Why we need a perfect calcium balance at calving


Calcium levels at calving are crucial for easier calving, successful future lactations and the general health of your cows. More importantly the consequences of not having the correct balance of calcium can have a costly effect on the farm, through sub-clinical milk fever that's rarely seen or treated.


Why we need a perfect calcium balance at calving

Our key focus at Advanced Nutrition is animal health and the dry period is a significant part of the cow's life cycle where improvements in cow health can provide significant gains. One particular part that the team looks at is the calcium levels at calving, because these levels not only effect the cow at the point of calving but if calcium levels are low it can affect both the heifer and the calf for the rest of their productive lives. Low calcium levels are also associated with a wide range of metabolic issues that can be costly to the farm, even resulting in a cull cow.

The correct balance of calcium at calving is crucial for proper muscle function and the immune system. At this point there is a sudden demand for calcium and the resultant drop in the required level can impair the cow’s health status and productivity.

During the final stages of pregnancy, most dry cow diets contain more calcium than is required, consequently the cow is only passively absorbing calcium. However, at calving when there is a sudden demand for calcium for colostrum production and also for muscle contractions relating to calving and udder function, and the required level simply cannot be met by passive absorption. Active calcium absorption and mobilisation is required, yet it takes between 24 and 48 hours for her to change to active absorption, consequently there is always a drop in calcium levels around calving.

This dip in calcium levels is known as hypocalcaemia or milk fever in dairy cows. It's defined as situations where the blood calcium concentration is below normal (normal plasma Ca being 2.1-2.8 mmol/l). Cows suffering from hypocalcaemia can be divided into two groups:

  • Clinical milk fever
    Dairy cows experience milk fever and display well know symptoms

  • Sub-clinical
    Dairy cows show no clinical signs of milk fever, however blood calcium concentrations drop below 2.0mmol/l and cows become highly susceptible to secondary conditions.

Cows suffering from milk fever are between four and nine times more likely to suffer from a range of other metabolic orders, many of which are related to each other. Each come with a serious cost implication not only in treatment and vet costs, but also with losses from future milk and fertility delays. 

Research has also shown that cows with milk fever are likely to suffer:-

  • 6 times more dystocia/ calving difficulties
  • 4 times more cases of retained placenta
  • 9-fold increase in the incidence of ketosis in cattle
  • 4-fold increase in the incidence of left displaced abomasum

What's also not considered, is even a very small reduction in normal calcium levels can seriously impact production and profitability.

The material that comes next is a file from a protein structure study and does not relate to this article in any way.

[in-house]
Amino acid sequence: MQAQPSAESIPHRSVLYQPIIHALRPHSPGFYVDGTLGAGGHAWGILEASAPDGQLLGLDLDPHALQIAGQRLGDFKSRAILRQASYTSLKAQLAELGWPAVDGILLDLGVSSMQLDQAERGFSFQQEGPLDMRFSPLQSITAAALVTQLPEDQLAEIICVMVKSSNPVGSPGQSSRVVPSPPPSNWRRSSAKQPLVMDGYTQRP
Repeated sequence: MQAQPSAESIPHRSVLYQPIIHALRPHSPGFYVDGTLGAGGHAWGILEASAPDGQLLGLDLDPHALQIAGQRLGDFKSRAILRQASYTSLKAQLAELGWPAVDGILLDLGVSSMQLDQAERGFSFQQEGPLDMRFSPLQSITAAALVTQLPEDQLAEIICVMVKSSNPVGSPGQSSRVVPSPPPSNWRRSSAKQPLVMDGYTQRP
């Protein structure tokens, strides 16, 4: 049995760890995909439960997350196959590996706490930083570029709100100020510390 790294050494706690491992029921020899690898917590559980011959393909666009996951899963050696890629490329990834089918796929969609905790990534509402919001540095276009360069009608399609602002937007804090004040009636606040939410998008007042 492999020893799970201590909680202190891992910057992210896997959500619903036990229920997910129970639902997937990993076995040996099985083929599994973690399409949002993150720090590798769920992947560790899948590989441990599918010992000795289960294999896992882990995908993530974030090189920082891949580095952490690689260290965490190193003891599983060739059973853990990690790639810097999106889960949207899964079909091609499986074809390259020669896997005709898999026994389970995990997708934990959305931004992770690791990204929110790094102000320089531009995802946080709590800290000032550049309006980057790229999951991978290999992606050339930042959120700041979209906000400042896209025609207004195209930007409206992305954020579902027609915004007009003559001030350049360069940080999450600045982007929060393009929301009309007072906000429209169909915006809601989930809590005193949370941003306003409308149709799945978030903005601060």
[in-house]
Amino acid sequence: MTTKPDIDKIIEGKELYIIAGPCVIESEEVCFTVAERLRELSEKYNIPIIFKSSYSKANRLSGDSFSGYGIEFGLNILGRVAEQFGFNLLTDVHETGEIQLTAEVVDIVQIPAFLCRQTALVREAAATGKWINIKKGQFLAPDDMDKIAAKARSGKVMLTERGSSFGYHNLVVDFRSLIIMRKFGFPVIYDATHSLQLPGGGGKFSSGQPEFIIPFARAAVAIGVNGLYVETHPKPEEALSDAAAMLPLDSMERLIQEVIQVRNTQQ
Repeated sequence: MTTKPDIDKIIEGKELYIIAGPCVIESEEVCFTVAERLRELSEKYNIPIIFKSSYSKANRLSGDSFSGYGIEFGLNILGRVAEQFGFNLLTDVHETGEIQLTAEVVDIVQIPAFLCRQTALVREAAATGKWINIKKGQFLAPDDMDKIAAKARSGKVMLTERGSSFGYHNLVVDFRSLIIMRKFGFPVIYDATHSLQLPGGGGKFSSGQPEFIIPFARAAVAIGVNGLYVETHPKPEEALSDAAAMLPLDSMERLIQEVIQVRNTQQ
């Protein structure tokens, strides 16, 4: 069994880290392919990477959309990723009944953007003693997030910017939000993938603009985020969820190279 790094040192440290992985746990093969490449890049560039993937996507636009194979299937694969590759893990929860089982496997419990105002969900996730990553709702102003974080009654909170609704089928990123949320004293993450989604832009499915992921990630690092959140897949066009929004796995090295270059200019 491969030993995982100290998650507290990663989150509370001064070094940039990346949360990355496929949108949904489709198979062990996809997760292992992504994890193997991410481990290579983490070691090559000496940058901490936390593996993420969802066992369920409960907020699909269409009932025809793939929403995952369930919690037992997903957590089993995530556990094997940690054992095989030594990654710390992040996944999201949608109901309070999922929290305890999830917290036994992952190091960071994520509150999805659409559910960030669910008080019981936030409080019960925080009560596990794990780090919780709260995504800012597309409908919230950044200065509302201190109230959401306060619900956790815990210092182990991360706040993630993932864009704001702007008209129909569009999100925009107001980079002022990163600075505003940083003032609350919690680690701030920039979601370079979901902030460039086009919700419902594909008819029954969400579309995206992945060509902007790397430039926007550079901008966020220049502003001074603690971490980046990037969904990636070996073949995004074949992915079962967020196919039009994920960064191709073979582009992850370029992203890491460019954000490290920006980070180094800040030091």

A small decrease in blood calcium can increase the risk of:

  • Displaced abomasum
  • A negative energy balance
  • Reduce reproductive performance
  • Lower milk production

How to treat low blood calcium

Quite often intravenous calcium is used and although this will give a rapid response to a clinical case and often save a cow’s life, it doesn’t reduce the problem. Additionally IV calcium, may cause fatal cardiac problems and perhaps most significantly, shut down the cow’s own ability to mobilise the calcium she requires at this critical time. Cows treated with IV calcium often suffer a hypocalcaemic relapse 12 to 18 hours later.

Subcutaneous and oral calcium supplementations can be given around calving but are often not given as required and there is only a small amount of absorption. Energy drenches can be used to provide a quick response to energy deficiency. Neither of these offer a preventative effect and both are poor for reducing subclinical hypocalcaemia/ milk fever.

Since both clinical and subclinical milk fever and consequential metabolic disorders are mainly related to the cow’s diet, the challenge is to maintain her feed intake and rumen balance around and shortly after calving. However, it is important to manage the cow carefully during the entire dry period to minimise fat deposition in the liver, maximise liver health and therefore also improve ovarian development for the next lactation and fertility cycle.

  1. Maintaining cow condition is critical 
    Target condition score 3 at drying off and calving to prevent fat being laid down inside the cow, especially in her liver otherwise it will reduce her ability to control her own mineral balances, in particular calcium. During the dry period, target feeding 9MJ/kg ME with a 12kg DM intake.
  2. Achieving the correct calcium balance around calving – X-Zelit
    X-Zelit is a calcium binding additive containing synthetic zeolite. This product binds calcium from the diet during the last two weeks prior to calving. The additive stimulates the cow’s hormonal system to actively absorb and mobilise calcium to ensure she is fully ‘fired up’ at the time of calving. Cows are subsequently more energetic, have higher feed intakes and are ‘ready to go’. Consequently they are less likely to fall in to energy deficit and also suffer fewer metabolic issues. This is a scientifically proven strategy, that has been working for farmers for over 10 years.
  1. Paying attention to detailed feed management
    Housed dry cows should be stocked at approximately 75% normal rate, ideally 10m2for the average Holstein cow and at least 80cm trough space should be provided per cow with food pushed up at least four times per day.

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